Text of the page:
5. With the Field.jp2 layer still highlighted, use the up arrow to the right of the window to move
the imagery above the Topo.tif layer. Note the display order on the map has changed.
6. From the toolbar, select the Image Swipe tool.
When prompted, choose Topo.tif from the Layer to Swipe dropdown list.
7. Position your cursor close to the top of the map, click and
hold your left mouse button and move the cursor in a
downward direction. Note the underlying layer is exposed.
Release the mouse button to return the image to its default
status.
8. Repeat this process from the bottom and sides of the map.

Now we explore two ways in which the underlying imagery


can be made to be partially visible through the topographic map.

9. In the Overlay Control Center, select (highlight) the Topo.tif layer and click the Options button.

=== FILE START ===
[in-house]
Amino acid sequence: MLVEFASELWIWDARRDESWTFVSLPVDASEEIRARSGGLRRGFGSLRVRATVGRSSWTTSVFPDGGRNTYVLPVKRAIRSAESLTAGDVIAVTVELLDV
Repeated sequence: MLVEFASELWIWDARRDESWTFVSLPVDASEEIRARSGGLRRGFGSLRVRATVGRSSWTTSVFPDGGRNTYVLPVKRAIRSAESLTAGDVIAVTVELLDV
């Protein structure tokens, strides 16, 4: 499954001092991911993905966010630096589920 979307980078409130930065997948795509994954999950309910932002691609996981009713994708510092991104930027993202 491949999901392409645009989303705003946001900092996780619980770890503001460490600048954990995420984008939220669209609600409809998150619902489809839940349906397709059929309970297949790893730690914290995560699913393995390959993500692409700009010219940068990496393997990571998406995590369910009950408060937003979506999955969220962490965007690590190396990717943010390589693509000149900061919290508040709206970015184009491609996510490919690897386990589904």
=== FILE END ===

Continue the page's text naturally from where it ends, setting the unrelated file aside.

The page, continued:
10. Select the Display tab and pull the Translucency slider to approximately 50%.
11. Click the Apply button and note the field outlines can be seen merged with the topographic
map.

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12. Return the Translucency slider to the Opaque side.

13. Still in the Display tab, choose the Multiply option from the Blend Mode dropdown list and click
the Apply button.
This multiplies the RGB values for the corresponding pixels in each layer creating a single image
in which the darker features in each (e.g. the contour lines) are accentuated.
Click the OK button to close the window and save the workspace in your My_Maps folder.
Name the file Topo Blend.

In this section we will follow the steps necessary to crop and tile the imagery.

14. In the Overlay Control Center, select the Topo.tif layer and click the Close OverLay button.
15. Open the Export_Bounds.gmp file from the following location:
Global_Mapper_Data\Section_1\Export_Bounds
A .gmp file is a Global Mapper Package file that allows any loaded data to be saved in a single